Sinead O’Connor’s video this week stripped away all the middle class worthiness surrounding conversations about mental health

When I saw the video, my thoughts went back to laughing and joking with Sinead on a beach in California more than 20 years ago, to hugging her in a television studio in Dublin not that long ago, to a brief stint living in a hotel room as her manager succumbed to bladder cancer

Janet Street-Porter
Friday 11 August 2017 12:58 BST
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SInead spoke out on Facebook about her mental health
SInead spoke out on Facebook about her mental health (Facebook)

A mental health condition isn’t comfortable to be around. It affects everyone close to the person, in ways that take years to heal. Often, people who are affected talk about their condition in the past tense: something they struggled with, a period in their lives that was tough but they came through it.

In reality, many forms of mental health issue (just like addiction) never go far away, although there might be times when they seem easier to control.

This week, a brave video posted online by Sinead O’Connor offered a raw insight into the daily battle to control inner demons. Filmed in her hotel room in New Jersey, the weeping singer sobbed to the camera: “My entire life is revolving around not dying, and that’s not living.”

I choked; my thoughts went back to laughing and joking with Sinead on a beach in California more than 20 years ago, to hugging her in a television studio in Dublin not that long ago, reading reports of a life increasingly troubled. We met in 1990, when my friend became Sinead’s manager and she recorded Prince’s "Nothing Compares 2 U", becoming an international star with a highly acclaimed second album. Steve Fargnoli (who previously managed Prince) became like her father and best friend, a charming and tolerant man.

Sinead was utterly unpredictable, enchanting, annoying and special, extraordinary in concert. When Steve was dying with bladder cancer in 2001, we moved into his hotel in Los Angeles for his final days.

Sinead O'Connor posts candid video describing her mental health

In 2003, Sinead was diagnosed with bipolar disorder, but she’s since stated that she suffers from depression and post-traumatic stress. Whatever the medical definition of her condition, this video sets out her suffering, posted (she says) to show what life is like for millions living with the same misery. She cries out: “Mental illness, it’s like drugs, it doesn’t give a shit who you are, it’s the stigma... I’m invisible, I don’t matter a shred to anyone.”

In the last few weeks, the Royal princes have been campaigning to encourage young people to discuss their feelings and seek help if necessary. The anniversary of the death of Princess Diana has seen documentary after documentary focusing on her mental health issues, from eating disorders to narcissism. By posting this unflinching video, Sinead strips away all the glitz and glamour and middle class worthiness from any conversation about mental illness – you are confronted with the sheer awfulness.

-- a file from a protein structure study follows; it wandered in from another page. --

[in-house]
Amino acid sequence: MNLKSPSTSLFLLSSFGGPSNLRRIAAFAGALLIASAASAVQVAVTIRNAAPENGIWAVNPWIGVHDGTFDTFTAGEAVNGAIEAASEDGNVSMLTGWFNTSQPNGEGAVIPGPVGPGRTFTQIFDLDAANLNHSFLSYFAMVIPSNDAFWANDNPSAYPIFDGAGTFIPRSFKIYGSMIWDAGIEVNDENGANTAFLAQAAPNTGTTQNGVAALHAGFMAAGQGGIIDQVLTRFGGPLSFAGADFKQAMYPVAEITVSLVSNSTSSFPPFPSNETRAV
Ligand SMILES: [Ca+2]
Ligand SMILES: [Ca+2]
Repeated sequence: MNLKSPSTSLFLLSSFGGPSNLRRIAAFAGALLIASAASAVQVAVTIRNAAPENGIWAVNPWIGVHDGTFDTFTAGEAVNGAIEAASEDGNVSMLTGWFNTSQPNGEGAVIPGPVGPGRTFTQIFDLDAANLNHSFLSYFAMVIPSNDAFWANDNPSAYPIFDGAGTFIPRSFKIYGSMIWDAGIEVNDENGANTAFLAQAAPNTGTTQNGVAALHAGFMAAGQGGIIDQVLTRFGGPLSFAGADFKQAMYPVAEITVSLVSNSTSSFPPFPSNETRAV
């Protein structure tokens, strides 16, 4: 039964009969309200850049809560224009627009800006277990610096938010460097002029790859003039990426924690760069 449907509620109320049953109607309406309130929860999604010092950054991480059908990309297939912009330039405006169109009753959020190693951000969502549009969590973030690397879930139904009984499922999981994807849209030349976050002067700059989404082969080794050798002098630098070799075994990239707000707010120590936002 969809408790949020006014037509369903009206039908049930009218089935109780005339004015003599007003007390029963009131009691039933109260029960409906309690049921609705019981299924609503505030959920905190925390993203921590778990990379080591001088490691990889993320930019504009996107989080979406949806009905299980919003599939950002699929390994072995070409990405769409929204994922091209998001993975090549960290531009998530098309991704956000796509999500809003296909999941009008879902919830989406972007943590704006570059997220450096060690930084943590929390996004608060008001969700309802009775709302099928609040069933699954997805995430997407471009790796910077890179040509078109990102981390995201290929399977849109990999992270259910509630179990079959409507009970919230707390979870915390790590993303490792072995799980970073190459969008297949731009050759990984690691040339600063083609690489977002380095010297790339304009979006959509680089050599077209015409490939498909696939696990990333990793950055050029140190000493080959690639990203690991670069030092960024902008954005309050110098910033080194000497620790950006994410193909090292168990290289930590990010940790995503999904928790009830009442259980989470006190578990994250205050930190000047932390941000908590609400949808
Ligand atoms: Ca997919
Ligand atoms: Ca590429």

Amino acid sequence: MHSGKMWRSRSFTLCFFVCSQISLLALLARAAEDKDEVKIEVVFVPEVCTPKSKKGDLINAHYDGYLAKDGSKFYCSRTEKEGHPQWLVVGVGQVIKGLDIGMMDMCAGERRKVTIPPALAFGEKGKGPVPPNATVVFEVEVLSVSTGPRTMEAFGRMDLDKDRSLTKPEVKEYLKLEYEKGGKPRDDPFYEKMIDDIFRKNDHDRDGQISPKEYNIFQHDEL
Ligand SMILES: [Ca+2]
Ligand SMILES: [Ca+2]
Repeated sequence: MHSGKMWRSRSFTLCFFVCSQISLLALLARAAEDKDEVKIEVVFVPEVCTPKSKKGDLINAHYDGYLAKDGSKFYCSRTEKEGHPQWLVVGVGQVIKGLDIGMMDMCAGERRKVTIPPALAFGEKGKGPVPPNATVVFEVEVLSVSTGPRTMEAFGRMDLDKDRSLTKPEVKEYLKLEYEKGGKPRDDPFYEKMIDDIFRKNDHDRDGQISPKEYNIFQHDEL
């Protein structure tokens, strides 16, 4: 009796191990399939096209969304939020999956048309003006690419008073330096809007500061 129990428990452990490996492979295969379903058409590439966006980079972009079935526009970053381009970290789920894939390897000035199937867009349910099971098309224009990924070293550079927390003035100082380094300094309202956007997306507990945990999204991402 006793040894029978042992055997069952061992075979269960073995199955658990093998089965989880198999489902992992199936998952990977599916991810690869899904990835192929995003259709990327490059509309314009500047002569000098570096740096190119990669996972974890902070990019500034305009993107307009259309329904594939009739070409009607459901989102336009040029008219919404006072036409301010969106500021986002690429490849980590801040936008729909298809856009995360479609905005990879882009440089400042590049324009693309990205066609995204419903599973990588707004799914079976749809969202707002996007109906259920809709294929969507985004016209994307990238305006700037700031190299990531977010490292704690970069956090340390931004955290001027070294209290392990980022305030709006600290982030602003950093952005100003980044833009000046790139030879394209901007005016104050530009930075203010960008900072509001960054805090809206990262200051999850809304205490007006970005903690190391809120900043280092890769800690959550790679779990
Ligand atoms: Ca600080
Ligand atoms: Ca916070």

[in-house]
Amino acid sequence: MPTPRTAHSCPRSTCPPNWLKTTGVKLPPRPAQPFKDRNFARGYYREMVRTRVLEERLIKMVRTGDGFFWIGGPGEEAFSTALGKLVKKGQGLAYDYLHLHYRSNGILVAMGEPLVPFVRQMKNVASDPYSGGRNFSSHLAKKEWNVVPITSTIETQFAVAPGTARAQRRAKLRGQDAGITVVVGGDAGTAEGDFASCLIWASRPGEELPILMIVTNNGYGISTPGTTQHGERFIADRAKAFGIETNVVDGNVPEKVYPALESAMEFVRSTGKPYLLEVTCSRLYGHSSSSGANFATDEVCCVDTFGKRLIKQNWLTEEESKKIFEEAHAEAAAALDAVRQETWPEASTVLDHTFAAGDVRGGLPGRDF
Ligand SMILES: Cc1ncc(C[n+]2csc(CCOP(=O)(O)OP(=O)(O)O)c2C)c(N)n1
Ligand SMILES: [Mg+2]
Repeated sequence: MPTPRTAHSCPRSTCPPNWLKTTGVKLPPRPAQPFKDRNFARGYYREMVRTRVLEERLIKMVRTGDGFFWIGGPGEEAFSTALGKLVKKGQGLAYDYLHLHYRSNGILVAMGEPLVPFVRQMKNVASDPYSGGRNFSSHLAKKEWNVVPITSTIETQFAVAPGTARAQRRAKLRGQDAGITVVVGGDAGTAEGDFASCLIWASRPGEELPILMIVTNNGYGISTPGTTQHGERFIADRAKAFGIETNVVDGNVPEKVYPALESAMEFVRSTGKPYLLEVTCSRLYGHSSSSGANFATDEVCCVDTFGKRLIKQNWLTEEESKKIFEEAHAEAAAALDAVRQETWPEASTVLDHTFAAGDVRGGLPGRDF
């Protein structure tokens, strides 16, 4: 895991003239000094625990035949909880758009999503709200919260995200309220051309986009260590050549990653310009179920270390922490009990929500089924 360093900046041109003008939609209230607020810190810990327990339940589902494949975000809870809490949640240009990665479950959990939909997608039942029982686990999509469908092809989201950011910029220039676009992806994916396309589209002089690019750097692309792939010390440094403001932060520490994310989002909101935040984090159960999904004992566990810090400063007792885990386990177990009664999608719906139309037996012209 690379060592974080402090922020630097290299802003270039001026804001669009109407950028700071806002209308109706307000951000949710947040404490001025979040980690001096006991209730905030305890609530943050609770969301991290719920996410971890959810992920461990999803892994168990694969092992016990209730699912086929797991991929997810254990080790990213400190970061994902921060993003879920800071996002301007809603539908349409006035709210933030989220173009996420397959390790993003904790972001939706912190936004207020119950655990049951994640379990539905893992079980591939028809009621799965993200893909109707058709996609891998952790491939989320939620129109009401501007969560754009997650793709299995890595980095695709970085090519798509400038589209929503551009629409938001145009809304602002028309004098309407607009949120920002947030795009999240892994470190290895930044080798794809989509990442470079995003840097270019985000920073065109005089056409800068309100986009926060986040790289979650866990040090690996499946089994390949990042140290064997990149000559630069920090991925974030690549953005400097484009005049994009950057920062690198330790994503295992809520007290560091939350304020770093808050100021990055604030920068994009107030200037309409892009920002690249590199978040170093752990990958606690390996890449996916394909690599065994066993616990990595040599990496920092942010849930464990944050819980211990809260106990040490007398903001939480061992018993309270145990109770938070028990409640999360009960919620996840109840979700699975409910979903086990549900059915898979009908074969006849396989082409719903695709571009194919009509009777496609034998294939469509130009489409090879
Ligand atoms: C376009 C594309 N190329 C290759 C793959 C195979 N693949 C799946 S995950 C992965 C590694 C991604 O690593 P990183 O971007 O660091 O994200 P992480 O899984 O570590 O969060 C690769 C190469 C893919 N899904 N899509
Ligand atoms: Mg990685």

Campaigns that encourage discussion are well-meaning, but helping those affected to receive the right treatment is another. Recently, a High Court Judge used shocking language to express his utter disgust at the lack of mental health provision for young people in the UK, describing it as “an outrage”, writing he could not believe that one of the richest countries in the world was unable to spend enough to help the young people who are our future.

The girl this judge was trying to help place in a low-security mental health unit was referred to as X in court. In serious danger of killing herself, X was being kept in a bare room with nothing, except a mattress.

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Currently, there are only 1,459 NHS mental health inpatient beds for young people in England, of which just 124 are in low-security units – at a time when suicide is the biggest cause of death among young men. Patients can wait up to six months for a bed in an appropriate unit – can you imagine the impact that must have on a teenager with suicidal thoughts?

The Government has pledged funding for 180 extra beds for children and young people – just a drop in the ocean, considering that prescriptions for antidepressants have doubled in the last 10 years. For all the promises of talking therapies and providing more counselling, waiting for NHS mental health assessment before you can receive any treatment takes months rather than weeks, and there is a severe shortage of counsellors.

The anguish of Sinead O’Connor highlights the uncomfortable truth: mental illness isn’t something that can just be smoothed away with pills or kind words; it is with sufferers for their entire lives. Sinead is now receiving treatment in the US, but all over the country, there will be people exactly like her struggling without any support, relying only on over-prescribed medication when what they need is a carefully managed care plan. Let’s hear it for Sinead.

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